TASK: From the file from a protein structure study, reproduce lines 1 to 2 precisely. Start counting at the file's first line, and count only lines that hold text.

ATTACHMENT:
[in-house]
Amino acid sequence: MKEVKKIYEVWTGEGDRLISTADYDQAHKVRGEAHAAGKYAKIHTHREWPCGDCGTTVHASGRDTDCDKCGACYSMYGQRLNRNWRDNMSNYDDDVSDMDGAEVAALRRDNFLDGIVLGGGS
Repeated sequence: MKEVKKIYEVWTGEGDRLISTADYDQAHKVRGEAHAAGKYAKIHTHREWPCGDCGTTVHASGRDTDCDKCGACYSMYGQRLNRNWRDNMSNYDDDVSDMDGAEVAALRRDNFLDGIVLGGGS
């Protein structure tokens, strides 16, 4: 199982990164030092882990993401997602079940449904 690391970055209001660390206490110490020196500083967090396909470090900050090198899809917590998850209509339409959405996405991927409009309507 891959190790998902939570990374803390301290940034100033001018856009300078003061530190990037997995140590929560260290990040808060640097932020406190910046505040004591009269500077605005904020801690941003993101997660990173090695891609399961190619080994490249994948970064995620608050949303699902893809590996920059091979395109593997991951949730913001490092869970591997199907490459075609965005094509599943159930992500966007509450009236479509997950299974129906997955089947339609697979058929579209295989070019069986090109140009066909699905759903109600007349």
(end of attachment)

[in-house]
Amino acid sequence: MKEVKKIYEVWTGEGDRLISTADYDQAHKVRGEAHAAGKYAKIHTHREWPCGDCGTTVHASGRDTDCDKCGACYSMYGQRLNRNWRDNMSNYDDDVSDMDGAEVAALRRDNFLDGIVLGGGS